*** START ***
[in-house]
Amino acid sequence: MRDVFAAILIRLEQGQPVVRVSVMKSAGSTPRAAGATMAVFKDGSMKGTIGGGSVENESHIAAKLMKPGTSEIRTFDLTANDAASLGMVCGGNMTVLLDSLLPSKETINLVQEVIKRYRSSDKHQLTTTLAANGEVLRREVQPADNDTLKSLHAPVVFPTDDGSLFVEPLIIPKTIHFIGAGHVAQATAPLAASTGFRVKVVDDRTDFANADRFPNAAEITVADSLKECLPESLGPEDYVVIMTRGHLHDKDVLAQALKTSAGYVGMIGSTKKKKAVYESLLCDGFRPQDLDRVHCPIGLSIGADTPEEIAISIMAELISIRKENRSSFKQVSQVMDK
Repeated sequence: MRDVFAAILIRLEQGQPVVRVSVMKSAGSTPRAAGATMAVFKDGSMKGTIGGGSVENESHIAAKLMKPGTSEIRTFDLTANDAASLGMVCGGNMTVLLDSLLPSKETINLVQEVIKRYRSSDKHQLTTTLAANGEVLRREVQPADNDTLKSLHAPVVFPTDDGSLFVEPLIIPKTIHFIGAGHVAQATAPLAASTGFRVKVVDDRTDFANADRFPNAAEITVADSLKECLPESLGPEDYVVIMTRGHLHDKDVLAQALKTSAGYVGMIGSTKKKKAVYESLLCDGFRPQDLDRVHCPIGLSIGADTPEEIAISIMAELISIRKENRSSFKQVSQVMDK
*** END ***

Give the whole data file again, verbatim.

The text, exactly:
[in-house]
Amino acid sequence: MRDVFAAILIRLEQGQPVVRVSVMKSAGSTPRAAGATMAVFKDGSMKGTIGGGSVENESHIAAKLMKPGTSEIRTFDLTANDAASLGMVCGGNMTVLLDSLLPSKETINLVQEVIKRYRSSDKHQLTTTLAANGEVLRREVQPADNDTLKSLHAPVVFPTDDGSLFVEPLIIPKTIHFIGAGHVAQATAPLAASTGFRVKVVDDRTDFANADRFPNAAEITVADSLKECLPESLGPEDYVVIMTRGHLHDKDVLAQALKTSAGYVGMIGSTKKKKAVYESLLCDGFRPQDLDRVHCPIGLSIGADTPEEIAISIMAELISIRKENRSSFKQVSQVMDK
Repeated sequence: MRDVFAAILIRLEQGQPVVRVSVMKSAGSTPRAAGATMAVFKDGSMKGTIGGGSVENESHIAAKLMKPGTSEIRTFDLTANDAASLGMVCGGNMTVLLDSLLPSKETINLVQEVIKRYRSSDKHQLTTTLAANGEVLRREVQPADNDTLKSLHAPVVFPTDDGSLFVEPLIIPKTIHFIGAGHVAQATAPLAASTGFRVKVVDDRTDFANADRFPNAAEITVADSLKECLPESLGPEDYVVIMTRGHLHDKDVLAQALKTSAGYVGMIGSTKKKKAVYESLLCDGFRPQDLDRVHCPIGLSIGADTPEEIAISIMAELISIRKENRSSFKQVSQVMDK